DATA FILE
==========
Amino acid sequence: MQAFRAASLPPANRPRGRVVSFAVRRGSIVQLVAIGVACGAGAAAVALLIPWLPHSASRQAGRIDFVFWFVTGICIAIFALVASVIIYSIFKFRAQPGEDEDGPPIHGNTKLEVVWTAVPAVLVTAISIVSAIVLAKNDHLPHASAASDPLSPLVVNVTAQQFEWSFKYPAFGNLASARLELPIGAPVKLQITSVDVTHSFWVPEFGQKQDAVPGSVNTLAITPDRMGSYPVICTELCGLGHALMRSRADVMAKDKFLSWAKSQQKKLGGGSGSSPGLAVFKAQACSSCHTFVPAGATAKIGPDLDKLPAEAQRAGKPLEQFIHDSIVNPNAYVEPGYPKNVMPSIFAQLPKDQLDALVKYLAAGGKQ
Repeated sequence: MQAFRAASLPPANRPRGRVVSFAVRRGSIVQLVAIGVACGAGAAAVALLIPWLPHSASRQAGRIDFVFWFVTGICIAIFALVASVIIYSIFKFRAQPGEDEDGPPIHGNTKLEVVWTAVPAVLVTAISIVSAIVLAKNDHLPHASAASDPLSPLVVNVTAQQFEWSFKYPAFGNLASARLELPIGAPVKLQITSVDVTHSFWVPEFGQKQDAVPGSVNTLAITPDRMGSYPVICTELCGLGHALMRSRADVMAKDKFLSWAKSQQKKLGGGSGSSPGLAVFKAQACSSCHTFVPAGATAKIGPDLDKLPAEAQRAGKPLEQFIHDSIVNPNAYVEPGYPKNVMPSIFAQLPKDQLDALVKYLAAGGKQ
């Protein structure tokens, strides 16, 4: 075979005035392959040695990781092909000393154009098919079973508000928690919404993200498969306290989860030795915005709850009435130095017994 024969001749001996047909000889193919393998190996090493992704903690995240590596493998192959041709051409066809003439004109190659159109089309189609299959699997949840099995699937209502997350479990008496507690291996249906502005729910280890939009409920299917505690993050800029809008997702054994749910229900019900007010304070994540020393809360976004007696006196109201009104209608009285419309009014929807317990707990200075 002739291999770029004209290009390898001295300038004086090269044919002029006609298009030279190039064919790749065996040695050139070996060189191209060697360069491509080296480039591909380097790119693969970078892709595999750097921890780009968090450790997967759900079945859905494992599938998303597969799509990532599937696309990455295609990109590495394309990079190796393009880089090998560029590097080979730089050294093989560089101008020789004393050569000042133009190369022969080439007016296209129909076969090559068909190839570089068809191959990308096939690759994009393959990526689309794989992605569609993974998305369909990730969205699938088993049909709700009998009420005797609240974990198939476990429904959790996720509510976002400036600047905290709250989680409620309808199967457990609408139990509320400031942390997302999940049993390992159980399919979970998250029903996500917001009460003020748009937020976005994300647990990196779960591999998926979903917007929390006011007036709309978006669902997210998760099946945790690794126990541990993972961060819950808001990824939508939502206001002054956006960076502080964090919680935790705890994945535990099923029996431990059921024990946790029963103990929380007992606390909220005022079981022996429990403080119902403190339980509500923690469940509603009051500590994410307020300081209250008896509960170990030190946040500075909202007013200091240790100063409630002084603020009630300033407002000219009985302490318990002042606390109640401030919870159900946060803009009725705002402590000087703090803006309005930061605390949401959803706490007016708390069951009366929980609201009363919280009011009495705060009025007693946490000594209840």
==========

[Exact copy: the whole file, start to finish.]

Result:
Amino acid sequence: MQAFRAASLPPANRPRGRVVSFAVRRGSIVQLVAIGVACGAGAAAVALLIPWLPHSASRQAGRIDFVFWFVTGICIAIFALVASVIIYSIFKFRAQPGEDEDGPPIHGNTKLEVVWTAVPAVLVTAISIVSAIVLAKNDHLPHASAASDPLSPLVVNVTAQQFEWSFKYPAFGNLASARLELPIGAPVKLQITSVDVTHSFWVPEFGQKQDAVPGSVNTLAITPDRMGSYPVICTELCGLGHALMRSRADVMAKDKFLSWAKSQQKKLGGGSGSSPGLAVFKAQACSSCHTFVPAGATAKIGPDLDKLPAEAQRAGKPLEQFIHDSIVNPNAYVEPGYPKNVMPSIFAQLPKDQLDALVKYLAAGGKQ
Repeated sequence: MQAFRAASLPPANRPRGRVVSFAVRRGSIVQLVAIGVACGAGAAAVALLIPWLPHSASRQAGRIDFVFWFVTGICIAIFALVASVIIYSIFKFRAQPGEDEDGPPIHGNTKLEVVWTAVPAVLVTAISIVSAIVLAKNDHLPHASAASDPLSPLVVNVTAQQFEWSFKYPAFGNLASARLELPIGAPVKLQITSVDVTHSFWVPEFGQKQDAVPGSVNTLAITPDRMGSYPVICTELCGLGHALMRSRADVMAKDKFLSWAKSQQKKLGGGSGSSPGLAVFKAQACSSCHTFVPAGATAKIGPDLDKLPAEAQRAGKPLEQFIHDSIVNPNAYVEPGYPKNVMPSIFAQLPKDQLDALVKYLAAGGKQ
């Protein structure tokens, strides 16, 4: 075979005035392959040695990781092909000393154009098919079973508000928690919404993200498969306290989860030795915005709850009435130095017994 024969001749001996047909000889193919393998190996090493992704903690995240590596493998192959041709051409066809003439004109190659159109089309189609299959699997949840099995699937209502997350479990008496507690291996249906502005729910280890939009409920299917505690993050800029809008997702054994749910229900019900007010304070994540020393809360976004007696006196109201009104209608009285419309009014929807317990707990200075 002739291999770029004209290009390898001295300038004086090269044919002029006609298009030279190039064919790749065996040695050139070996060189191209060697360069491509080296480039591909380097790119693969970078892709595999750097921890780009968090450790997967759900079945859905494992599938998303597969799509990532599937696309990455295609990109590495394309990079190796393009880089090998560029590097080979730089050294093989560089101008020789004393050569000042133009190369022969080439007016296209129909076969090559068909190839570089068809191959990308096939690759994009393959990526689309794989992605569609993974998305369909990730969205699938088993049909709700009998009420005797609240974990198939476990429904959790996720509510976002400036600047905290709250989680409620309808199967457990609408139990509320400031942390997302999940049993390992159980399919979970998250029903996500917001009460003020748009937020976005994300647990990196779960591999998926979903917007929390006011007036709309978006669902997210998760099946945790690794126990541990993972961060819950808001990824939508939502206001002054956006960076502080964090919680935790705890994945535990099923029996431990059921024990946790029963103990929380007992606390909220005022079981022996429990403080119902403190339980509500923690469940509603009051500590994410307020300081209250008896509960170990030190946040500075909202007013200091240790100063409630002084603020009630300033407002000219009985302490318990002042606390109640401030919870159900946060803009009725705002402590000087703090803006309005930061605390949401959803706490007016708390069951009366929980609201009363919280009011009495705060009025007693946490000594209840």